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Manicured Noise - Northern Stories 1978/80

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Artist: Manicured Noise

Album: Northern Stories 1978/80

Label: Caroline True

Review date: Feb. 2, 2007

Coming late to the UK post-punk reissue phenomenon is a lengthy and fairly welcome edition: the discography of Manicured Noise, a Manchester band in the right place and time, but under-represented and fairly anonymous until now. Frontman Steve Walsh moved up from London in late ’78 for, in his words, “Northern grit.” Whether he found it or not still remains to be answered, but his four-piece group did their share in roughing things up when and where they could. A sprightly, funky l’il band for the proletariat, Manicured Noise followed a lot of the same tenets of X-Ray Spex or Delta 5 – co-ed lineup, bouncy rhythms, jagged guitars, sloganeered lyrics, even a saxophone to keep the party going. These items were offset by Walsh’s nerve-wracked, impassioned vocal delivery, not unlike David Byrne’s, which in itself is countered by the relative slickness of the bulk of their work. If you haven’t heard this band before, you could probably make a pretty good guesstimation by the clues and signifiers in the text above. They played the Factory nights at the Russel Club, were allegedly courted by that label, and opened for groups such as Wire, the Pop Group, and Siouxsie and the Banshees. Soon after the turn of the decade, the band had split for the usual reasons, leaving behind an unreleased single, plenty of songs in the vault, and memories of their harried moment.

In this brief time, Manicured Noise released two singles (“Faith b/w Freetime” and “Metronome” b/w “Moscow 1980,” both on major label imprint Pre), and unsurprisingly, the A-sides of these records reveal the band’s strongest cuts. “Faith” runs with a loose thread pulled out of early Talking Heads, the track’s loopy bassline and yelping, action-filled lyrics pogoing in and out of frame, and “Metronome” improves on this formula with a tighter arrangement, bound to a rhythmic spine as upright as its title dictates. But Northern Stories is 18 tracks long (culled from radio sessions and unreleased recordings), and the tracks that didn’t make the release schedule bear out far more of the group’s personality, with urbane, danceable, somewhat moodier signifiers. “Long March” is a less manic take on “Faith,” so much so that it could pass for an early version of the single, with only lyrics and slightly different guitar/sax interplay to differentiate between the two. That same spirit is evident in rousing tracks like economy anthem “Payday,” “Mystery Sound,” and the throbbing instrumental “Competition.” As the disc rolls on, a fascination with disco Chic and pre-’75 Roxy Music becomes evident, those groups’ cast-off flamboyance cannibalized for working parts. Down the line, sounds like these would pay off for groups like Simply Red, ABC, Culture Club, and various other chart-toppers; in the short term, they did provide a blueprint for bands like Maximum Joy and Rip Rig + Panic, following more closely to Manicured Noise’s socialist groove.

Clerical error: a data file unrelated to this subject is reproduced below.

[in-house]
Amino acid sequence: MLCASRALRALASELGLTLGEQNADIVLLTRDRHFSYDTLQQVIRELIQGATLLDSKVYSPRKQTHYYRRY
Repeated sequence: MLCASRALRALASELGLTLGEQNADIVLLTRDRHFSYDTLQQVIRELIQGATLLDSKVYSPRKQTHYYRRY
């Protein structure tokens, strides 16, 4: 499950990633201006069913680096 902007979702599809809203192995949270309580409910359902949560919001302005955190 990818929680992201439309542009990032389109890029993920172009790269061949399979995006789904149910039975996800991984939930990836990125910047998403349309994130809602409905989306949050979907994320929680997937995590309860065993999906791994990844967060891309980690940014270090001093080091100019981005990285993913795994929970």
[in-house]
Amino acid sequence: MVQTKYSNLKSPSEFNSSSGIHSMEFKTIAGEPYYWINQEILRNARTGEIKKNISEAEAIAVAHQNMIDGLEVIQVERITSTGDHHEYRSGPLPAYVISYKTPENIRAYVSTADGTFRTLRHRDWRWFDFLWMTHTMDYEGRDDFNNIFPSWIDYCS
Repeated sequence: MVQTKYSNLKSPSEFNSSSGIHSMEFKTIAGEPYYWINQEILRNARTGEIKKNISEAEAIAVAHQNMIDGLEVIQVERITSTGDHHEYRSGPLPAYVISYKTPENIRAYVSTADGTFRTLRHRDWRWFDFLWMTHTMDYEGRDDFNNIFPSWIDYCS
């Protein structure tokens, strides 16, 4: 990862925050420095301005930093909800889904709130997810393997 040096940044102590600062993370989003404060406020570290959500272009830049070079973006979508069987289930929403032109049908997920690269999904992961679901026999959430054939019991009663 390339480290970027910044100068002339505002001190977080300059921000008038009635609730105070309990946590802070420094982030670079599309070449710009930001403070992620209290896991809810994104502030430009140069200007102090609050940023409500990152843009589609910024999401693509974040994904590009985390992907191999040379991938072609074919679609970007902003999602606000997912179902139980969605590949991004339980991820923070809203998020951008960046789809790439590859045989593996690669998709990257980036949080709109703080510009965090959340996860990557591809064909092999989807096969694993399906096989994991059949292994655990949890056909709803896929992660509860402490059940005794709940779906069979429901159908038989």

More difficult efforts from an early incarnation of the group featuring vocalist Owen Gavin – recorded by the Flying Lizards’ David Cunningham at This Heat’s studio – reveal a darker and more brooding outfit, fixated on meandering tones and filmic qualities. In particular, there’s a fascination with film composer Lalo Schifrin, who’s covered here twice – once in “The Human Fly,” from his score to Enter the Dragon, and again in the dub-treated, experimental “Great White Whale.” These tracks provide insight into where the band ended up, weighing the lesser of two struggles and deciding to keep thinks topical and danceable instead of cerebral and arcane. There’s no shame in their decision, as this solidified the group’s most winning trait – a workmanlike demeanor that adds sturdiness to this material, and a listenability that some of their peers tended to lose in their less commercial moments. Which suggests that if you pick this up, you’ll be coming back to it more than you might have expected. It’s a Northern story, alright, maybe not one you haven’t heard before, but it’s well-told and its characters the sort of archetypes you don’t mind being around.

By Doug Mosurock

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